Wednesday, September 17, 2008

Pssst...Kid...I've Got Some Candy for You...

Now, some of you are going to think that I’m making this one up, but no such luck.

At the People’s Republic of JS (our little pet name for the elementary school), the Powers That Be have issued an edict this year that there shall be no candy in lunches brought from home. That's right, Friends and Neighbors, no chocolate, no candy. They’ve already banned sweets from school parties (although, you can bring in a cheese pizza if you don’t have time to make some no-oil-allowed-applesauce cupcakes from scratch. I know, I know. Clearly, fat and artery-clogging cheese on a pizza aren't as hazardous as some frosting on a cupcake—view my post on Government Cupcakes if you want to read that particular meltdown in its entirety).

How this is supposed to cure the obesity epidemic is beyond me. I know from personal experience that if you take treats away, it makes the offending item smell and taste and look oh so much more delicious than if it’s just lying around all the time. Anyone who ever went on one of those low-carb diets eventually fell off the wagon by shoving her face in a plate of pasta and inhaling (not that I would know anything about that). Everything in moderation, Sisters.

We already have a ban on fast food in the school. I’m not making this up either—if I forget to send lunch, I can race to the drive-through and bring my child some chicken nuggets, but they have to be in plain packaging (I guess thereby negating the fat and calories and increasing the nutritional value of the individual nuggets when we collectively pretend in DoubleThink that they didn’t come from McDonald’s).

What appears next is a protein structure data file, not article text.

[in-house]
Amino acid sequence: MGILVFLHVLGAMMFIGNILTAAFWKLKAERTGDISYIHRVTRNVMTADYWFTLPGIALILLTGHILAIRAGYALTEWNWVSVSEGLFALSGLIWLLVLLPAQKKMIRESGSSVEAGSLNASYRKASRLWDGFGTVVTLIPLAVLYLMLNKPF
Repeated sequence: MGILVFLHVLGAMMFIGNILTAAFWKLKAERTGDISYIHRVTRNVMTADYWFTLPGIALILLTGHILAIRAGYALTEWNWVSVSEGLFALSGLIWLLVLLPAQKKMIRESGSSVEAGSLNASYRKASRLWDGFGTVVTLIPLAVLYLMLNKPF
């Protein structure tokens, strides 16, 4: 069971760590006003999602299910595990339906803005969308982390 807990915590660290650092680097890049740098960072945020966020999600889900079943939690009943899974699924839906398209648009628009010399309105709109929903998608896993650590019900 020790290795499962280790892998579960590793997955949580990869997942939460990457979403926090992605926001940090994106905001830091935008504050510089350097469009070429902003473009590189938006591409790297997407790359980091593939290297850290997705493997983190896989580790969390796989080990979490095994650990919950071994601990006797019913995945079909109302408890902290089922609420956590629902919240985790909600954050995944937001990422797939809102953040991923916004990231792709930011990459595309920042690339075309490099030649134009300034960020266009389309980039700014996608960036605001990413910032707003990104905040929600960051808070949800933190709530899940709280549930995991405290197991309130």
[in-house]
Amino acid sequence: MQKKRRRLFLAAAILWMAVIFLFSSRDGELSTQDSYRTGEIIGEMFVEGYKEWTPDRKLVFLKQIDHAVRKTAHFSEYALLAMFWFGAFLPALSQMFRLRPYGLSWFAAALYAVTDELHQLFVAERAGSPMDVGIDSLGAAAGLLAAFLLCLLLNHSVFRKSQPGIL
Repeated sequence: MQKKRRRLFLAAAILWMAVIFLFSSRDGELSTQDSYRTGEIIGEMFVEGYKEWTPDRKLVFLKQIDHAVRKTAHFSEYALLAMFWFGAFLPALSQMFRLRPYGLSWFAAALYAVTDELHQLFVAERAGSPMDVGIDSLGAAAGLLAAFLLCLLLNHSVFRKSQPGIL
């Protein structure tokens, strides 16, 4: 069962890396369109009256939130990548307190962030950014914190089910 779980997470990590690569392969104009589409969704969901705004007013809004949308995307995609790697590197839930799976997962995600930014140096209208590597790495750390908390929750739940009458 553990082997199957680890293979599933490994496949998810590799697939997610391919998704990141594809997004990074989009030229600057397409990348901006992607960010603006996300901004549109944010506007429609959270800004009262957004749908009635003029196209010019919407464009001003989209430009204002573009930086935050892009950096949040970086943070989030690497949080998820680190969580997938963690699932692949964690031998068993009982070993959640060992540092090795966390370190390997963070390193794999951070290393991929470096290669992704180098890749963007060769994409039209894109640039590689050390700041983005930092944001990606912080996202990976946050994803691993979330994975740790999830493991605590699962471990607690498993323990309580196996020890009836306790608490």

I’m serious. I can’t take a McDonald’s bag into the school, even though the child is CLEARLY ingesting a cheeseburger wrapped in a paper sack instead of a McDonald’s wrapper. Are we delusional? Are we that muddy in our thinking that if we don’t see the word “McDonald’s” or “Chick-fil-a” that it magically alters the composition of the food and isn’t “really” fast food anymore?

And what life lesson are we teaching our children exactly? It’s okay if no one sees it? It’s okay if you hide it? It’s okay to eat in secret? It’s okay to lie about what you are doing because perception is more important than reality???? Say it ain't so.

Here’s another problem--how are you going to enforce this no candy rule? Will there be random lunch box searches for contraband? Will you be sent to the principal’s office for getting busted with a Butterfinger bar? Is there a more severe punishment scale based on the caloric content or chocolate-by-weight in said contraband?

Richard Matheson wrote a short story called The F Word. (It’s not THAT word, you dirty minds.) The F in question stood for the word “food”. The people in this clever little sci-fi tale were prevented from eating food because it was deemed too luxurious and decadent by the ruling class, so the people existed on protein replacement powders and vitamins, and real food became illegal. The story revolves around a father who takes his son to a back alley room to eat illegal pot roast with carrots and potatoes as a sort of coming of age metaphor. Dude might have been onto something there in that fictional work. I feel much the same when I smuggle Goobers into my child’s homemade trail mix. Big Brother is watching.

So, what’s the point of this little rant? Lest I get too far sidetracked, it’s time that I mention the latest school fund raiser.

The kids are raising money in their classrooms for various items that our tax dollars, the room donations, and the extensive supply lists didn’t adequately cover. And they are raising the funds by selling...drum roll please...candy bars and M&Ms.


So, to recap, I can’t send the M&Ms TO the school, but they can sell them to my kids and send them to my house. Of course they can. Least they could do is confuse me by putting the candy in a brown paper sack instead of leaving it in the original packages so that I can pretend this isn't really happening.

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